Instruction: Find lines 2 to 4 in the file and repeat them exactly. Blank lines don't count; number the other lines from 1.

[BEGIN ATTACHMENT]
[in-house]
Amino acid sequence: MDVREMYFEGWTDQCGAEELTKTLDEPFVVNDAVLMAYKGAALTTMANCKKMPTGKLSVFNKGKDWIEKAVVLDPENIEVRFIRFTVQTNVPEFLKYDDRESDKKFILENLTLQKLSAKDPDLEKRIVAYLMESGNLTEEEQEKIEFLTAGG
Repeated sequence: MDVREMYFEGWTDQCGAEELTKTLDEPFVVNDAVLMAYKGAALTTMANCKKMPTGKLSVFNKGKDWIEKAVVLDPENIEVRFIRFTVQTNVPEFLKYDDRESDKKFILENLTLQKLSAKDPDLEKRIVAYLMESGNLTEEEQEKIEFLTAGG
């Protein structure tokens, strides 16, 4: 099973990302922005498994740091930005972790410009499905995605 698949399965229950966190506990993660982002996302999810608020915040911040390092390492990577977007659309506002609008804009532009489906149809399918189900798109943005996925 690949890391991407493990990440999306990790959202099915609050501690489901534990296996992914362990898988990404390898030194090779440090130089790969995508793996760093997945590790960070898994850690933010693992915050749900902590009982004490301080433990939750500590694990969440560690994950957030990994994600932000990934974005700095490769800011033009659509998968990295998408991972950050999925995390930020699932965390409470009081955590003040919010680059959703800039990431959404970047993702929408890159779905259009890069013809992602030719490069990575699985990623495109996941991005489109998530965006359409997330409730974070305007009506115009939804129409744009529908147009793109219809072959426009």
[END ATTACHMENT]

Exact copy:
Amino acid sequence: MDVREMYFEGWTDQCGAEELTKTLDEPFVVNDAVLMAYKGAALTTMANCKKMPTGKLSVFNKGKDWIEKAVVLDPENIEVRFIRFTVQTNVPEFLKYDDRESDKKFILENLTLQKLSAKDPDLEKRIVAYLMESGNLTEEEQEKIEFLTAGG
Repeated sequence: MDVREMYFEGWTDQCGAEELTKTLDEPFVVNDAVLMAYKGAALTTMANCKKMPTGKLSVFNKGKDWIEKAVVLDPENIEVRFIRFTVQTNVPEFLKYDDRESDKKFILENLTLQKLSAKDPDLEKRIVAYLMESGNLTEEEQEKIEFLTAGG
């Protein structure tokens, strides 16, 4: 099973990302922005498994740091930005972790410009499905995605 698949399965229950966190506990993660982002996302999810608020915040911040390092390492990577977007659309506002609008804009532009489906149809399918189900798109943005996925 690949890391991407493990990440999306990790959202099915609050501690489901534990296996992914362990898988990404390898030194090779440090130089790969995508793996760093997945590790960070898994850690933010693992915050749900902590009982004490301080433990939750500590694990969440560690994950957030990994994600932000990934974005700095490769800011033009659509998968990295998408991972950050999925995390930020699932965390409470009081955590003040919010680059959703800039990431959404970047993702929408890159779905259009890069013809992602030719490069990575699985990623495109996941991005489109998530965006359409997330409730974070305007009506115009939804129409744009529908147009793109219809072959426009």